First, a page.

‘Vita Nova’ exploring transformations and departures in contemporary craft

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These works claim contemporary craft as a dynamic critical position for understanding the most immediate political and aesthetic issues of our time…reports Asian Lite News

Vita Nova’, a touring two-city exhibition, will open in Jaipur (March 9-22) and travel to Delhi post-April 20.

The exhibition has been produced by the Italian Embassy Cultural Centre and curated and conceived by Myna Mukherjee and Davide Quadrio.

In Jaipur, it arrives as a collateral event to the Jaipur Literature Festival and is spread across two sites. It is presented in collaboration with the Jawahar Kala Kendra, Rajasthan Department of Art and Culture and Gyan Museum, and is part of the ‘Azadi Ka Amrit Mahotsav’ celebrations marking 75 years of India’s Independence.

Inspired by Dante’s literature, Vita Nova is a two-site exhibition exploring transformations, connections and departures in contemporary craft and art between Italy and India. Vita Nova is the title of the poems by Dante, composed in honour of his lover and muse, that shaped the history of poetry in Italy and worldwide.

The curation called six artists from India and Italy to be challenged by this literature hero’s extraordinary body of work and explore the territory of “new life” (vita nova) or the transformative life that Dante wrote about. The resulting exhibition lets the viewer enter a realm of mystery and metaphor; the arcane and the magical; nature and humanity; mythology and memory; transformation and preservation; and ultimately the manifestation of something new.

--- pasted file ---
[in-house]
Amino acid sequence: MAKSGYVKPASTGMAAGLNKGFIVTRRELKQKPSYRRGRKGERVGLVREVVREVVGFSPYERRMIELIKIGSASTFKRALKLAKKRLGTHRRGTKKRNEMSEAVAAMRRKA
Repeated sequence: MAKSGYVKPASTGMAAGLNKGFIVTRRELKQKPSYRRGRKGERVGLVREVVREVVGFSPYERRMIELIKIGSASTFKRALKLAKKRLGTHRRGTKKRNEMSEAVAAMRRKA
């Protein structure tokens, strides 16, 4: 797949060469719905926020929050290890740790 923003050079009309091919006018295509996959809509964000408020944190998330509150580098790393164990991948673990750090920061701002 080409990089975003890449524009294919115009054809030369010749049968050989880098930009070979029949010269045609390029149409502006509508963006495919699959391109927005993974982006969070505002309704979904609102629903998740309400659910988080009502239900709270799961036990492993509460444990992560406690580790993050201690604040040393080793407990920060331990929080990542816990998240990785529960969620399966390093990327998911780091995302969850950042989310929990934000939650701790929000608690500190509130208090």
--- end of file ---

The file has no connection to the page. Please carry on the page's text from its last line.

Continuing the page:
All six artists — Andrea Anastasio, Francesco Simeti, Marta Roberti, Puneet Kaushik, Raghava KK, and Shilo Shiv Suleman — blur several distinctions as they work with a range of ‘handmade’ techniques from woodcuts, block prints, embroidery, tapestry, metal forging, blue pottery, miniatures, bidri, ceramics, clay and even cardboard making.

Together, they create a hothouse of new works that expose the conjunctions and disjunctions inherent in these contemporary hybridised artworks. They generate questions about the role of craft in their evolutionary shift to the ‘dematerialised’ and conceptual while retaining their historical and cultural significance.

These works claim contemporary craft as a dynamic critical position for understanding the most immediate political and aesthetic issues of our time.

Encompassing tapestries, carpets, sculptures, miniatures, textiles & artisanal objects, moving from magic realism to metaphors of political protests, ‘Vita Nova’ is an eclectic immersion into the “conceptual craft futures” referenced and celebrated by artists promoting new ways of thinking about the role of craft in contemporary art and significance of the ‘handmade’ within conceptual art-making practices.

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